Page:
When test instruments are relatively close, such as in ATE systems, the Class A trigger bus offers a familiar mechanism analogous to the VXI or PXI trigger bus. Accordingly, the IviLxiSync programming model for hardware triggers is intuitive for developers familiar with those platforms. Since the DMM and switch are capable of sending and receiving the pacing triggers over hardware lines, the result is a highly deterministic sequence with latency that matches those found in backplane-based systems.

Class A devices offer a powerful combination of LAN and hardware triggering mechanisms that allows users to optimize their test system performance whether the architecture is distributed or in a traditional rack environment. Figure 2 illustrates two of the different implementations that Class A offers to facilitate handshaking among devices: a Class A DMM (VTI EX1266) and a Class A switch (VTI EXl206-rear view).


The LXI trigger bus provides the same functionality as a backplane trigger bus and transmits pulses among devices indicating operation-complete conditions with near-zero latency. An alternate approach uses the standard LAN cabling to send and receive LAN-based messages to communicate the same information. In both cases, the host controller is removed from the sequencing process.

A Natural Fit for Hybrid Systems

For many years, multiplatform systems have been recognized as practical implementations for test systems. It is not uncommon for a single test system to include VXI, PXI, or even LXI platforms.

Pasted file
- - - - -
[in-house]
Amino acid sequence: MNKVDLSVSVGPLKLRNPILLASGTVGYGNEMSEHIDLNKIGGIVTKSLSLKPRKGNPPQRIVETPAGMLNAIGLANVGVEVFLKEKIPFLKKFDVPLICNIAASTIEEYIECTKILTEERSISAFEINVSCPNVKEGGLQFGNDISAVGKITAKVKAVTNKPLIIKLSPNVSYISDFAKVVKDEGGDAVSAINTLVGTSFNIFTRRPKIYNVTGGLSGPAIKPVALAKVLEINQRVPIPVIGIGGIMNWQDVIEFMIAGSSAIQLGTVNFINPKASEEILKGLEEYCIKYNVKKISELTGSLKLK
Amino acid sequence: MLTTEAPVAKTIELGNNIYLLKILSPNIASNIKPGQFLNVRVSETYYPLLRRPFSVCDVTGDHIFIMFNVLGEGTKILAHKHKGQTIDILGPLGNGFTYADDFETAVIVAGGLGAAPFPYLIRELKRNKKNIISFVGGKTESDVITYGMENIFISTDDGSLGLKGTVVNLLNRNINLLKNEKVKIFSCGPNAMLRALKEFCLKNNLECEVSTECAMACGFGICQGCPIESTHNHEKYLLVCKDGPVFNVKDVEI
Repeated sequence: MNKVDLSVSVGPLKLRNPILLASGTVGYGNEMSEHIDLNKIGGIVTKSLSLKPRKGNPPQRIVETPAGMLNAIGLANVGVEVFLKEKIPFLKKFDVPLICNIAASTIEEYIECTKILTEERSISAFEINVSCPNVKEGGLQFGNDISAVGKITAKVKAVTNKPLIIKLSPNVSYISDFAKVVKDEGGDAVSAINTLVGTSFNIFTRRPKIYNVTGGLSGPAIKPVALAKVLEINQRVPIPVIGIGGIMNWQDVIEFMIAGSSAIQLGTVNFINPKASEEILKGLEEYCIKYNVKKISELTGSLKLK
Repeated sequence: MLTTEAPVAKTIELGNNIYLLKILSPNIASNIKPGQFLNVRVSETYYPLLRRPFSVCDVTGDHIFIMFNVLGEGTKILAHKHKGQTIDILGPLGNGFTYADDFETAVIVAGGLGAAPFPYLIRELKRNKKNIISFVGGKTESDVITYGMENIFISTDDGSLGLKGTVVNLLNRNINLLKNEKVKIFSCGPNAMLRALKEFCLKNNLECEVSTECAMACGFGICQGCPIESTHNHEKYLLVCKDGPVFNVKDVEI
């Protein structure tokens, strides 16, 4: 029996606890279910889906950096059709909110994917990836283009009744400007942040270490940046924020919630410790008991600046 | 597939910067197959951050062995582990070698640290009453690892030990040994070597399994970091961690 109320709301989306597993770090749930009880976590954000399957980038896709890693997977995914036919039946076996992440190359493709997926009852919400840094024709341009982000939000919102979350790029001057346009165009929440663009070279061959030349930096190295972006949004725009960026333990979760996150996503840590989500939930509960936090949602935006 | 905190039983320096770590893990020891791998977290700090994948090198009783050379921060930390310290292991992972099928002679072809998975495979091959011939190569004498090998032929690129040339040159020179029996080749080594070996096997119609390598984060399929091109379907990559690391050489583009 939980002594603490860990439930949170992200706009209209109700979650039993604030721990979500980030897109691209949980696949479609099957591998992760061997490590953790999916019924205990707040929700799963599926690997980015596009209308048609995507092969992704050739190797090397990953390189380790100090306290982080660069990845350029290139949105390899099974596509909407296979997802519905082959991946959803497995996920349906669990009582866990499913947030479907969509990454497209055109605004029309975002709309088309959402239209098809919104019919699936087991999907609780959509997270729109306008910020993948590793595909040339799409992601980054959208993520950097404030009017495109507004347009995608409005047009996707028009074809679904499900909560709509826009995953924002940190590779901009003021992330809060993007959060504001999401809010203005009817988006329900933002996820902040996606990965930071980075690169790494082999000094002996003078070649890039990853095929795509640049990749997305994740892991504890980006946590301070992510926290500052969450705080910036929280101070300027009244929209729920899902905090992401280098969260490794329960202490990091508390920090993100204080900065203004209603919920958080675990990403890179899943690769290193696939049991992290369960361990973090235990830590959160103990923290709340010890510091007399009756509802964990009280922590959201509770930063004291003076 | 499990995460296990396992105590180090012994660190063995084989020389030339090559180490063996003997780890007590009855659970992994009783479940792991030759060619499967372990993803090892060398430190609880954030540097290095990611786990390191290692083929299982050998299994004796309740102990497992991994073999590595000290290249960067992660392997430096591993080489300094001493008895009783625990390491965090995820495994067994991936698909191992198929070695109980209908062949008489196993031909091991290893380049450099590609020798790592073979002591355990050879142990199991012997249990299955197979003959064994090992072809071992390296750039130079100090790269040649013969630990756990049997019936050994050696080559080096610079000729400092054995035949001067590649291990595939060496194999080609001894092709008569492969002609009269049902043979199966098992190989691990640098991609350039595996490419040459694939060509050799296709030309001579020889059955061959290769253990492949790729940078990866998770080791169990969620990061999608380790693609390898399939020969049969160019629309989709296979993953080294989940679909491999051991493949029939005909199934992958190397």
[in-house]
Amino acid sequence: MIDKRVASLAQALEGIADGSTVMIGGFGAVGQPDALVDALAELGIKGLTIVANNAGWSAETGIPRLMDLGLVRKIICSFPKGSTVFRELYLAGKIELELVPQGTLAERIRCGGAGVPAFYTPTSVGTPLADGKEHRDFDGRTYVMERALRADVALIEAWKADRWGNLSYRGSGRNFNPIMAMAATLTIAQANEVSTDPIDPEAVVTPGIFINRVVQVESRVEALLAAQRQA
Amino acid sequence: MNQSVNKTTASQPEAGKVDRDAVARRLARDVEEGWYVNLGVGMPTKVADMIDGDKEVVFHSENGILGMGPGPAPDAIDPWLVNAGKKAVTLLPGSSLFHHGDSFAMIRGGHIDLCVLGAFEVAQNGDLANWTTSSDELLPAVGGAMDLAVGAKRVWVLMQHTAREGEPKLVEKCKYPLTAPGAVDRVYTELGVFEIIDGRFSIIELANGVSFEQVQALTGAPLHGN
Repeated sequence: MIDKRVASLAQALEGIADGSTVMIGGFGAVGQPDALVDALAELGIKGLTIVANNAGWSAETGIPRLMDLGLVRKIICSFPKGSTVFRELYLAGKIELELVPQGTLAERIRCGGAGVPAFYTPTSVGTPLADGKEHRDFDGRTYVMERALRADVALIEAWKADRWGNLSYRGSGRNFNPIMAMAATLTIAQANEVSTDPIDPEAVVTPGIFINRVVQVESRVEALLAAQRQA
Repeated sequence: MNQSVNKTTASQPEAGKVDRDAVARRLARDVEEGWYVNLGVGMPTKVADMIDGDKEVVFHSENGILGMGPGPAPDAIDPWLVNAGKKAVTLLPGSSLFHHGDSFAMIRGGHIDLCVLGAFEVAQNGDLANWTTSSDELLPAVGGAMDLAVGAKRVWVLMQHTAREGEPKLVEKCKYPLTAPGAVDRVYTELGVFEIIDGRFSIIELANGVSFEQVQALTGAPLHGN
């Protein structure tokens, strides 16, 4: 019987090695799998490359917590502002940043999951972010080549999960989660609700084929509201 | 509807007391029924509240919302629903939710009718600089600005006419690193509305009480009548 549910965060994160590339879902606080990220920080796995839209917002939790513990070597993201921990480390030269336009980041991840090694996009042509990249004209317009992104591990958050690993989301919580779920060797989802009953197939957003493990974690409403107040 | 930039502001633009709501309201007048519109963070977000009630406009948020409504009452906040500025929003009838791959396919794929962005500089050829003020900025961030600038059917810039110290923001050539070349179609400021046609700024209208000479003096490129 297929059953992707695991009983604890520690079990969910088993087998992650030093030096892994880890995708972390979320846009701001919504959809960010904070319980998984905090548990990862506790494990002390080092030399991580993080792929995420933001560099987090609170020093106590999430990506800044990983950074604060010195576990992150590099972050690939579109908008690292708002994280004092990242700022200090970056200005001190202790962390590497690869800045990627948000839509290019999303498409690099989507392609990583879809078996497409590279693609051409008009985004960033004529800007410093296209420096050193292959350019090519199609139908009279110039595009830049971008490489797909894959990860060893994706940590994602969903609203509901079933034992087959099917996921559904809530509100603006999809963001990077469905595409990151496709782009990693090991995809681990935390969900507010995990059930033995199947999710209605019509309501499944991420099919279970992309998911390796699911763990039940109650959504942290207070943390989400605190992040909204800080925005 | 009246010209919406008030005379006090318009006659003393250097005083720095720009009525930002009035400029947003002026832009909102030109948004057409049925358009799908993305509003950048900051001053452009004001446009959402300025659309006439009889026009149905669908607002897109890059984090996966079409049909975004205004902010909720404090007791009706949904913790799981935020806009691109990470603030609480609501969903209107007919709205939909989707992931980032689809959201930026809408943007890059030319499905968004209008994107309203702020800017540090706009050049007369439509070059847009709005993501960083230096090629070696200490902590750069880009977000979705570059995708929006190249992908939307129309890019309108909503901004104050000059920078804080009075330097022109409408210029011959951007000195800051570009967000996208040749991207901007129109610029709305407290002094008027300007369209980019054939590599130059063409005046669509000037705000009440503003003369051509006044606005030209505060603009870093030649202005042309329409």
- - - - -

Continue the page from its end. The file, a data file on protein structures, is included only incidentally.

Class A bridge devices provide the means for synchronizing LXI devices and those in mainframe-based systems together in a single test network. To accomplish this, a Class A bridge device plugs into the VXI mainframe Slot 0 to enable the mainframe to connect to a host PC over LAN and reside on an LXI test network, communicating with native LXI devices.

For example, an LXI-VXI Slot 0 bridge, such as VTI's EX2500A, provides a Web-based utility analogous to other popular VISA graphical command utilities. The bridge converts VXI TTL triggers into LXI LAN-based messages over Ethernet or into LXI-compatible triggers over the LXI M-LVDS trigger bus. Conversely, the Slot 0 bridge can accept LXI LAN-based messages and LXI hardware triggers and convert them into VXI TTL triggers as illustrated in Figure 3.


Referring again to the DMM/switch example, a VXI switch and an LXI DMM can handshake using either LAN-based messaging or hardware triggers through the Slot 0 bridge. From a hardware perspective, the eight-line LXI M-LVDS trigger bus and the eight-line VXI TTL trigger bus are unified without the need for external level translators.


In just four years, LXI has proven to be a capable communications platform and successor to GPIB, with additional benefits resulting from its Ethernet core. However, demanding test and data acquisition applications present challenges in synchronization and module-to-module communications that are difficult to overcome with discrete stand-alone instruments designed to the minimum LXI Class C specification.

In contrast, modules in mainframe-based systems share resources by plugging into a common backplane, which makes them inherently synchronized and highly deterministic. To best emulate the performance of a mainframe platform, next-generation Class A instruments uniquely provide a distributed backplane for standalone instruments and the optimal combination of low cost and high performance that can address a broad range of applications.

by Tom Sarfi, VXI Technology

About the Author

Tom Sarfi joined VXI Technology in 1997 as an applications engineering manager and currently is business development manager for functional test. Prior to joining the company, he was a development engineer on the ATE systems team for Westinghouse Naval Systems Division. Mr. Sarfi earned a B.S.E.E. degree from Case Western Reserve University. VXI Technology, 2031 Main St., Irvine, CA 92614, 949-955-1894, e-mail:
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Author:Sarfi, Tom
Publication:EE-Evaluation Engineering
Date:Feb 1, 2009